Vietnamese immigrants make up about 10 percent of the one million people who live in San Jose. The latest census results show that as a city, San Jose is home to the second largest concentration of Vietnamese outside of Vietnam. The annual Tet festival, Little Saigon, banh mi shops, and the pho restaurants which dot the city are all symbols of a community thriving in the Bay Area. It's a community filled with stories like my own.
After the fall of Saigon on April 30th, 1975, people fled Vietnam and its communist government in search of freedom. Among them were my family in 1979. My parents, two uncles, great aunt and I arrived in America in March, 1980, first touching down at San Francisco International airport. After a bus ride across the Golden Gate bridge to Travis Air Force Base, my parents experienced their first meal in America: fried chicken, mashed potatoes, and corn bread.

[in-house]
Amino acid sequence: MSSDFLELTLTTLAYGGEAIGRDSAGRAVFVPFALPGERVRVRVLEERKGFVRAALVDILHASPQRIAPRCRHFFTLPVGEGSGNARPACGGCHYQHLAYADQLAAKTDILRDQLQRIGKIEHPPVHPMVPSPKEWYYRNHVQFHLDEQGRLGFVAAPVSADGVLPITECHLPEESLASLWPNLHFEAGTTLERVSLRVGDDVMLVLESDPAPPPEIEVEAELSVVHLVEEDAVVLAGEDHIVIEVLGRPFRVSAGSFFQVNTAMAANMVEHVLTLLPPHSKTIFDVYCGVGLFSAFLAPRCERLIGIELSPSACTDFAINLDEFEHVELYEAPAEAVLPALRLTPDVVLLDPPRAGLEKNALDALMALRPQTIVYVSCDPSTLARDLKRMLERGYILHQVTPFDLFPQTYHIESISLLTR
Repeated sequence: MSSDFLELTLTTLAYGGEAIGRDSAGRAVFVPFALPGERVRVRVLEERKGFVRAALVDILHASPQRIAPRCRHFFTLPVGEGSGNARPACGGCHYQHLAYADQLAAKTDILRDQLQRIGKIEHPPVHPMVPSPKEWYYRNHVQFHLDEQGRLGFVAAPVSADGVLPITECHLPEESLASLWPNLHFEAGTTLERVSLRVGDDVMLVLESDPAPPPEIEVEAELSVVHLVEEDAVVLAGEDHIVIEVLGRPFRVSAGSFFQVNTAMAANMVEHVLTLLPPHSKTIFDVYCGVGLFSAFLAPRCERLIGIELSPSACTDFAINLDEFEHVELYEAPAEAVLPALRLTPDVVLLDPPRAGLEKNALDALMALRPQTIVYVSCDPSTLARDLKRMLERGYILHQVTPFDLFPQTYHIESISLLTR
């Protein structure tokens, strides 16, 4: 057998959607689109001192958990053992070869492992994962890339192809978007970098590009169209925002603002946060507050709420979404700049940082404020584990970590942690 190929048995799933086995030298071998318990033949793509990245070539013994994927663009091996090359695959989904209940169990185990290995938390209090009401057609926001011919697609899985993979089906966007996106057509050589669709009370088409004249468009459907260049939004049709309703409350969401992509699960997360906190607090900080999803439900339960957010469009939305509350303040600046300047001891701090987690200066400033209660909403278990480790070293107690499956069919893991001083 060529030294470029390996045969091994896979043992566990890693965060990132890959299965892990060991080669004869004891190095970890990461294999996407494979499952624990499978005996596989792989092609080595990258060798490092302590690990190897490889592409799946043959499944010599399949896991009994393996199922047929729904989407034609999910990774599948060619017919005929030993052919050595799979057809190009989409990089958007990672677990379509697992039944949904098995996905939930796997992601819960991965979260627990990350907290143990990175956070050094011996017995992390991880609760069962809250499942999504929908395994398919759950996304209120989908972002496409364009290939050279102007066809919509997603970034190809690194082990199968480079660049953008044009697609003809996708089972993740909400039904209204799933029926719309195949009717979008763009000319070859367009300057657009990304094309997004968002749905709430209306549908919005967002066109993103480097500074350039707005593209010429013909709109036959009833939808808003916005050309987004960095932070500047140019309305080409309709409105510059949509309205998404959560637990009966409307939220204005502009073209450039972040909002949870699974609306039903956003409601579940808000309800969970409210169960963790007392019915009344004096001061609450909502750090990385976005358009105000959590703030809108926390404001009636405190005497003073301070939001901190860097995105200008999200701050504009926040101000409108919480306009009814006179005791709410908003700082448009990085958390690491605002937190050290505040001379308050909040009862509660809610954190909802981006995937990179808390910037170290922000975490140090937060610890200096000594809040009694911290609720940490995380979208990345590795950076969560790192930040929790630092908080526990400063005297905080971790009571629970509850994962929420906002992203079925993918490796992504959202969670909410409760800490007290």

“Everybody liked it,” my dad Huy Nguyen, said with a laugh. “It was different. Some people went back for a second serving.”
After that meal, everyone was given a thick jacket, and we took flight to Eugene, Oregon the next morning to start life in the United States.
This is part two of a three-part series on Vicky’s journey from Saigon to San Jose. It aired May 27 2015th. Part three will air in the 6PM news on May 28th. Follow Vicky on Twitter @vickydnguyen or Facebook for updates.